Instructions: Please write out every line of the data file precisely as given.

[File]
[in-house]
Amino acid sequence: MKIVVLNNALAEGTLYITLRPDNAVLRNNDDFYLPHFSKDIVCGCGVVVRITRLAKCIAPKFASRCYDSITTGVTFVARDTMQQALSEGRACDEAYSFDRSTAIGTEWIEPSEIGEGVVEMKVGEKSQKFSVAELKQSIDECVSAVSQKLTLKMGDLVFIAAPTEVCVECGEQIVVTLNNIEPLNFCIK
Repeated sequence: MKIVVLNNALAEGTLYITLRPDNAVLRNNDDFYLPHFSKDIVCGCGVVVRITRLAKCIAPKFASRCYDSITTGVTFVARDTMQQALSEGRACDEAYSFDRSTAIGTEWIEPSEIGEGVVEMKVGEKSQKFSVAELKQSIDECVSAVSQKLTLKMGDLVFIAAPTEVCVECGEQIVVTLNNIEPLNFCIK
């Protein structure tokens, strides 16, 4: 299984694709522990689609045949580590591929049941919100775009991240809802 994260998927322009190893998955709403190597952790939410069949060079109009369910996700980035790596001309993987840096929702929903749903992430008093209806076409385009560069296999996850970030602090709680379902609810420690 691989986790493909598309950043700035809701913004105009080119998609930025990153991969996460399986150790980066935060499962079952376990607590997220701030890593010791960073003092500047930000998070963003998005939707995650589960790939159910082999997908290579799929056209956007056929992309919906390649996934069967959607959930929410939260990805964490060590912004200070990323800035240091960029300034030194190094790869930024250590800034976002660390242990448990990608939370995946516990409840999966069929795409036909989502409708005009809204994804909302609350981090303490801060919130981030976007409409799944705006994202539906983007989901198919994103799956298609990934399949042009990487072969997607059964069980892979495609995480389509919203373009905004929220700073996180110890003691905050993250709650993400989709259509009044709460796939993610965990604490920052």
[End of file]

[in-house]
Amino acid sequence: MKIVVLNNALAEGTLYITLRPDNAVLRNNDDFYLPHFSKDIVCGCGVVVRITRLAKCIAPKFASRCYDSITTGVTFVARDTMQQALSEGRACDEAYSFDRSTAIGTEWIEPSEIGEGVVEMKVGEKSQKFSVAELKQSIDECVSAVSQKLTLKMGDLVFIAAPTEVCVECGEQIVVTLNNIEPLNFCIK
Repeated sequence: MKIVVLNNALAEGTLYITLRPDNAVLRNNDDFYLPHFSKDIVCGCGVVVRITRLAKCIAPKFASRCYDSITTGVTFVARDTMQQALSEGRACDEAYSFDRSTAIGTEWIEPSEIGEGVVEMKVGEKSQKFSVAELKQSIDECVSAVSQKLTLKMGDLVFIAAPTEVCVECGEQIVVTLNNIEPLNFCIK
């Protein structure tokens, strides 16, 4: 299984694709522990689609045949580590591929049941919100775009991240809802 994260998927322009190893998955709403190597952790939410069949060079109009369910996700980035790596001309993987840096929702929903749903992430008093209806076409385009560069296999996850970030602090709680379902609810420690 691989986790493909598309950043700035809701913004105009080119998609930025990153991969996460399986150790980066935060499962079952376990607590997220701030890593010791960073003092500047930000998070963003998005939707995650589960790939159910082999997908290579799929056209956007056929992309919906390649996934069967959607959930929410939260990805964490060590912004200070990323800035240091960029300034030194190094790869930024250590800034976002660390242990448990990608939370995946516990409840999966069929795409036909989502409708005009809204994804909302609350981090303490801060919130981030976007409409799944705006994202539906983007989901198919994103799956298609990934399949042009990487072969997607059964069980892979495609995480389509919203373009905004929220700073996180110890003691905050993250709650993400989709259509009044709460796939993610965990604490920052």